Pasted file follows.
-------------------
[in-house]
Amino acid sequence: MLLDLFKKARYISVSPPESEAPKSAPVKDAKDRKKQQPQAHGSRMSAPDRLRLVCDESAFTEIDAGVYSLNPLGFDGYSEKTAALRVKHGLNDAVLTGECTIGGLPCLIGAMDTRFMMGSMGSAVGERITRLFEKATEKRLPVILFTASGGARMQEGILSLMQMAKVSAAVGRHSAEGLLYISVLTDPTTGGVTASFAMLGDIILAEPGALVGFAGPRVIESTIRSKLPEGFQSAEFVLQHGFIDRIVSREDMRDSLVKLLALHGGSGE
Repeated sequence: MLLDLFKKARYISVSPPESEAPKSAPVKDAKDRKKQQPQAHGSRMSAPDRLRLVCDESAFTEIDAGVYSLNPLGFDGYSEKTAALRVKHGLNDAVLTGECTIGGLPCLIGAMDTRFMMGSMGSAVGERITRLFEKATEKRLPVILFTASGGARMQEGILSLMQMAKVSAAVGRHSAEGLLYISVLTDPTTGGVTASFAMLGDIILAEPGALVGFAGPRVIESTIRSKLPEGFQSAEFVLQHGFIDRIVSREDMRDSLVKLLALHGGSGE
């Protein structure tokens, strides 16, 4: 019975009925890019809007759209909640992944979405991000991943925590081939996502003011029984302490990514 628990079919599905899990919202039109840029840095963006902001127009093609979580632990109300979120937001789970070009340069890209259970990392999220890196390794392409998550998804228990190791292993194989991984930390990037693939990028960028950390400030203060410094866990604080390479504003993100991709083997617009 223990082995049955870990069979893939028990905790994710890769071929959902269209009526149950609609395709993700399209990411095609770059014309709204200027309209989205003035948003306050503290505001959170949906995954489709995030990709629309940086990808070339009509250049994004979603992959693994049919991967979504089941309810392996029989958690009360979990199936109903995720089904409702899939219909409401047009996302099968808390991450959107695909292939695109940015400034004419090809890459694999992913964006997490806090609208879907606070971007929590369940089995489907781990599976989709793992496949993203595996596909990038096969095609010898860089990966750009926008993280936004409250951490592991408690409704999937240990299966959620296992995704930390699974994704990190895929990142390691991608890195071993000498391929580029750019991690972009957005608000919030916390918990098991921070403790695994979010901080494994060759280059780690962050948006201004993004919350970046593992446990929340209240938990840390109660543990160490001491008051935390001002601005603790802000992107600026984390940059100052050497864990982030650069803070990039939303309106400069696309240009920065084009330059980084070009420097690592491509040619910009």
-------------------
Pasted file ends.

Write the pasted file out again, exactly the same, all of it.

[in-house]
Amino acid sequence: MLLDLFKKARYISVSPPESEAPKSAPVKDAKDRKKQQPQAHGSRMSAPDRLRLVCDESAFTEIDAGVYSLNPLGFDGYSEKTAALRVKHGLNDAVLTGECTIGGLPCLIGAMDTRFMMGSMGSAVGERITRLFEKATEKRLPVILFTASGGARMQEGILSLMQMAKVSAAVGRHSAEGLLYISVLTDPTTGGVTASFAMLGDIILAEPGALVGFAGPRVIESTIRSKLPEGFQSAEFVLQHGFIDRIVSREDMRDSLVKLLALHGGSGE
Repeated sequence: MLLDLFKKARYISVSPPESEAPKSAPVKDAKDRKKQQPQAHGSRMSAPDRLRLVCDESAFTEIDAGVYSLNPLGFDGYSEKTAALRVKHGLNDAVLTGECTIGGLPCLIGAMDTRFMMGSMGSAVGERITRLFEKATEKRLPVILFTASGGARMQEGILSLMQMAKVSAAVGRHSAEGLLYISVLTDPTTGGVTASFAMLGDIILAEPGALVGFAGPRVIESTIRSKLPEGFQSAEFVLQHGFIDRIVSREDMRDSLVKLLALHGGSGE
């Protein structure tokens, strides 16, 4: 019975009925890019809007759209909640992944979405991000991943925590081939996502003011029984302490990514 628990079919599905899990919202039109840029840095963006902001127009093609979580632990109300979120937001789970070009340069890209259970990392999220890196390794392409998550998804228990190791292993194989991984930390990037693939990028960028950390400030203060410094866990604080390479504003993100991709083997617009 223990082995049955870990069979893939028990905790994710890769071929959902269209009526149950609609395709993700399209990411095609770059014309709204200027309209989205003035948003306050503290505001959170949906995954489709995030990709629309940086990808070339009509250049994004979603992959693994049919991967979504089941309810392996029989958690009360979990199936109903995720089904409702899939219909409401047009996302099968808390991450959107695909292939695109940015400034004419090809890459694999992913964006997490806090609208879907606070971007929590369940089995489907781990599976989709793992496949993203595996596909990038096969095609010898860089990966750009926008993280936004409250951490592991408690409704999937240990299966959620296992995704930390699974994704990190895929990142390691991608890195071993000498391929580029750019991690972009957005608000919030916390918990098991921070403790695994979010901080494994060759280059780690962050948006201004993004919350970046593992446990929340209240938990840390109660543990160490001491008051935390001002601005603790802000992107600026984390940059100052050497864990982030650069803070990039939303309106400069696309240009920065084009330059980084070009420097690592491509040619910009």